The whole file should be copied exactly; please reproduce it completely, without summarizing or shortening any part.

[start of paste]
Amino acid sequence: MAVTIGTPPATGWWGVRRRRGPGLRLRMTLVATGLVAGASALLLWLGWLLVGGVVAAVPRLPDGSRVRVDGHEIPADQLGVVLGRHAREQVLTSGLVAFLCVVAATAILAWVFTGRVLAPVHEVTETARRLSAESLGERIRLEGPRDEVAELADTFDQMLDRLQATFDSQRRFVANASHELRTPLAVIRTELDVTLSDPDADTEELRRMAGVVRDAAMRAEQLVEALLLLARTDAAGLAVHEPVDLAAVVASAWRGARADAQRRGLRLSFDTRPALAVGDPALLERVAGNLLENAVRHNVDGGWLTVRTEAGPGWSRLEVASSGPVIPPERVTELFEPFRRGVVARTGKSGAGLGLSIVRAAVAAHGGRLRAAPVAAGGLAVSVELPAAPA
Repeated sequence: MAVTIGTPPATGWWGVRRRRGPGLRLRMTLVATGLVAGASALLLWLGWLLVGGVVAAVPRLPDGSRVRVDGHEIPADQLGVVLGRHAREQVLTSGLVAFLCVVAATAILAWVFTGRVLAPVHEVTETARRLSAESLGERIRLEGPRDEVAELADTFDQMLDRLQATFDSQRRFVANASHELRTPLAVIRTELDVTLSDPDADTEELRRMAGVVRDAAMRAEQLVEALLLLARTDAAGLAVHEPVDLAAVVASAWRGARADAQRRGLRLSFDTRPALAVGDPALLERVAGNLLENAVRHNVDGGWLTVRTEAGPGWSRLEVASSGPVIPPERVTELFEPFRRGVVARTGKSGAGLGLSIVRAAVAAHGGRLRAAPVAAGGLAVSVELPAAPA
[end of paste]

Amino acid sequence: MAVTIGTPPATGWWGVRRRRGPGLRLRMTLVATGLVAGASALLLWLGWLLVGGVVAAVPRLPDGSRVRVDGHEIPADQLGVVLGRHAREQVLTSGLVAFLCVVAATAILAWVFTGRVLAPVHEVTETARRLSAESLGERIRLEGPRDEVAELADTFDQMLDRLQATFDSQRRFVANASHELRTPLAVIRTELDVTLSDPDADTEELRRMAGVVRDAAMRAEQLVEALLLLARTDAAGLAVHEPVDLAAVVASAWRGARADAQRRGLRLSFDTRPALAVGDPALLERVAGNLLENAVRHNVDGGWLTVRTEAGPGWSRLEVASSGPVIPPERVTELFEPFRRGVVARTGKSGAGLGLSIVRAAVAAHGGRLRAAPVAAGGLAVSVELPAAPA
Repeated sequence: MAVTIGTPPATGWWGVRRRRGPGLRLRMTLVATGLVAGASALLLWLGWLLVGGVVAAVPRLPDGSRVRVDGHEIPADQLGVVLGRHAREQVLTSGLVAFLCVVAATAILAWVFTGRVLAPVHEVTETARRLSAESLGERIRLEGPRDEVAELADTFDQMLDRLQATFDSQRRFVANASHELRTPLAVIRTELDVTLSDPDADTEELRRMAGVVRDAAMRAEQLVEALLLLARTDAAGLAVHEPVDLAAVVASAWRGARADAQRRGLRLSFDTRPALAVGDPALLERVAGNLLENAVRHNVDGGWLTVRTEAGPGWSRLEVASSGPVIPPERVTELFEPFRRGVVARTGKSGAGLGLSIVRAAVAAHGGRLRAAPVAAGGLAVSVELPAAPA